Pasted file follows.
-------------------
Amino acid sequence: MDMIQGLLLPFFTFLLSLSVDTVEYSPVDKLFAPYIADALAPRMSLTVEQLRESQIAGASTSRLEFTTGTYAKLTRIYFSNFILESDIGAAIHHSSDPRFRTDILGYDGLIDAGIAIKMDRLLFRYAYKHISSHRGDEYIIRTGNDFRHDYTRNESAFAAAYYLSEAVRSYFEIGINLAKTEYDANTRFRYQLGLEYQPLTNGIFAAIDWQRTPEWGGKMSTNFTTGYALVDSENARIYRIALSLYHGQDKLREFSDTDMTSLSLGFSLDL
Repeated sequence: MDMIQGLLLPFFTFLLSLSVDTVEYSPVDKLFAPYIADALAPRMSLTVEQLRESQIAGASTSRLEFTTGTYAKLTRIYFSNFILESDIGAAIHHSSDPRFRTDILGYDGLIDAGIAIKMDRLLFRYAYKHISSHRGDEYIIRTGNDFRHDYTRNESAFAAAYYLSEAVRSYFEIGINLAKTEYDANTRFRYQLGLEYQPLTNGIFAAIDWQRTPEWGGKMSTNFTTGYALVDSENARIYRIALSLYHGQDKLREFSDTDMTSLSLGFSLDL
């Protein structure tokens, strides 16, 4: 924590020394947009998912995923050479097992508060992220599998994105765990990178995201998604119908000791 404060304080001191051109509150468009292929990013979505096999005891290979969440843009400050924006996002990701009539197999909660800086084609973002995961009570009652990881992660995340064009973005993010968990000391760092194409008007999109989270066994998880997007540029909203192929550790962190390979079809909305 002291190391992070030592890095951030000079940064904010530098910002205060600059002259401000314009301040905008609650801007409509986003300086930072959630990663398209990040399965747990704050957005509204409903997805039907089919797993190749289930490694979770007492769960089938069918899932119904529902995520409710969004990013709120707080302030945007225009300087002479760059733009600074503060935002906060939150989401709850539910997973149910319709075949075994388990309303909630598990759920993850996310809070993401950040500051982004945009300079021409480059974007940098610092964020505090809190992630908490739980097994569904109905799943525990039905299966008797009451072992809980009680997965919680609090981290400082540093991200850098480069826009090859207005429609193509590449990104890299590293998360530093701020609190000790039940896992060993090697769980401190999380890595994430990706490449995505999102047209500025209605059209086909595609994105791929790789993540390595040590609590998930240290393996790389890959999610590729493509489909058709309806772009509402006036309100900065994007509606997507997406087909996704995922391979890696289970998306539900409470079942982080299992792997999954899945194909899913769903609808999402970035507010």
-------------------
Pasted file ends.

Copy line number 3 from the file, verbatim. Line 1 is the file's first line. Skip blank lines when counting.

């Protein structure tokens, strides 16, 4: 924590020394947009998912995923050479097992508060992220599998994105765990990178995201998604119908000791 404060304080001191051109509150468009292929990013979505096999005891290979969440843009400050924006996002990701009539197999909660800086084609973002995961009570009652990881992660995340064009973005993010968990000391760092194409008007999109989270066994998880997007540029909203192929550790962190390979079809909305 002291190391992070030592890095951030000079940064904010530098910002205060600059002259401000314009301040905008609650801007409509986003300086930072959630990663398209990040399965747990704050957005509204409903997805039907089919797993190749289930490694979770007492769960089938069918899932119904529902995520409710969004990013709120707080302030945007225009300087002479760059733009600074503060935002906060939150989401709850539910997973149910319709075949075994388990309303909630598990759920993850996310809070993401950040500051982004945009300079021409480059974007940098610092964020505090809190992630908490739980097994569904109905799943525990039905299966008797009451072992809980009680997965919680609090981290400082540093991200850098480069826009090859207005429609193509590449990104890299590293998360530093701020609190000790039940896992060993090697769980401190999380890595994430990706490449995505999102047209500025209605059209086909595609994105791929790789993540390595040590609590998930240290393996790389890959999610590729493509489909058709309806772009509402006036309100900065994007509606997507997406087909996704995922391979890696289970998306539900409470079942982080299992792997999954899945194909899913769903609808999402970035507010």